Liver with end-stage chronic liver disease or acute

        Liver disease is one of the major reasons of
mortality worldwide, accounting for two million deaths every year. Liver, an
organ with greatest inbuilt regenerative capacity, cannot repair its damaged
tissues in end-stage liver diseases 1. The only therapeutic option currently for
patients with end-stage chronic liver disease or acute liver failure is still
liver transplantation, but it has serious limitations like donor availability
and organ rejection. Development of substantial regeneration
therapy for these liver diseases is an urgent task 2.

        Cellular therapy using stem cells looks
promising due to the unique plasticity and differentiation potential of stem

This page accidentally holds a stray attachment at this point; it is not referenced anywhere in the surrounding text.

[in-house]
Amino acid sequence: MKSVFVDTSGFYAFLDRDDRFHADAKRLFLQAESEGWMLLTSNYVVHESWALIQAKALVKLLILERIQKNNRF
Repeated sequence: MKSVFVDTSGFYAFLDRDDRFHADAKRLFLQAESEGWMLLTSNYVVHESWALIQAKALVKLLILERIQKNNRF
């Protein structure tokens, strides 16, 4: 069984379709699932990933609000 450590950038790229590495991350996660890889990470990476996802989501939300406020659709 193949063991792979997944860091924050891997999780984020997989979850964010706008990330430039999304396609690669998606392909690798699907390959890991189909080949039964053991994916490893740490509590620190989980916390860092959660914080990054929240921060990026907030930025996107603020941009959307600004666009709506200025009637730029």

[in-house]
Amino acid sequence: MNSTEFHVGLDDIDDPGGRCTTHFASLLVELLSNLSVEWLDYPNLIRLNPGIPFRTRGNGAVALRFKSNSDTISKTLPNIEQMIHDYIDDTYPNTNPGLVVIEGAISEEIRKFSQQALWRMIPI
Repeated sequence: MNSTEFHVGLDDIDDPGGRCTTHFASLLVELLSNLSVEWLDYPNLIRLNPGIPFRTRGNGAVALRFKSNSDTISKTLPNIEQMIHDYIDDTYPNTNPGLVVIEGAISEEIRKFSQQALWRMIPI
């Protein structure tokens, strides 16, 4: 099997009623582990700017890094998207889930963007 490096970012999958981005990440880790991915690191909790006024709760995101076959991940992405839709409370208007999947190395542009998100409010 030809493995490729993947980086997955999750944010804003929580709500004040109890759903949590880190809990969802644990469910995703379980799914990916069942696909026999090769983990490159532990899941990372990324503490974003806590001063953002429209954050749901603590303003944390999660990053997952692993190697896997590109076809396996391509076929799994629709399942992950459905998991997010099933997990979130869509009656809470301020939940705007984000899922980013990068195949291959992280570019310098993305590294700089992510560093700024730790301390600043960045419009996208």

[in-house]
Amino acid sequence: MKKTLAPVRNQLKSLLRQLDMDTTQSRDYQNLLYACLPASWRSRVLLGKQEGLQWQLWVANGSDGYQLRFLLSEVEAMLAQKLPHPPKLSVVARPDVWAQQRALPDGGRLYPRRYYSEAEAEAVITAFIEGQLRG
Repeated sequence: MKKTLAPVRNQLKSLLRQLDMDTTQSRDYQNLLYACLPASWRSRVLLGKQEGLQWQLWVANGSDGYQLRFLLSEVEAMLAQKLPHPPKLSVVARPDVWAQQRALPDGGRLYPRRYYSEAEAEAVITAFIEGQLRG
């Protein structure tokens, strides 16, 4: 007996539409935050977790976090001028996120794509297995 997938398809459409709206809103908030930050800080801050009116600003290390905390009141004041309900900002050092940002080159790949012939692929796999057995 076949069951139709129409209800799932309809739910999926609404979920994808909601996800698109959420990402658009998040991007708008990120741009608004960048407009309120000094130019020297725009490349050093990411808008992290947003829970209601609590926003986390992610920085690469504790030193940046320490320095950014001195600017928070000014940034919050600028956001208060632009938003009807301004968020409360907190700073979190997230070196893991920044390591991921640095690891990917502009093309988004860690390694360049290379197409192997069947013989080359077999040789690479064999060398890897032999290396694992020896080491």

cells towards functional hepatocytes 3. Oval cells (resident hepatic stem
cells) are the best candidates to repopulate damaged liver, but they are miserly and are unfavorable for large-scale expansion
during clinical application 4. Embryonic stem cells possess massive
hepatogenic potential, but the risk of tumor formation and ethical issues
restrict their therapeutic application 5. Similarly, induced pluripotent stem
cells (iPSCs), though hold substantial promises
for hepatocyte generation, their effective and safe use in cell therapy is
still to be examined 6.

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          Adult stem cells from bone marrow and adipose
tissue are able to trans-differentiate into hepatocytes 7, 8, but the number of these cells
decreases significantly with age and the technique of their
collection remains invasive and is not free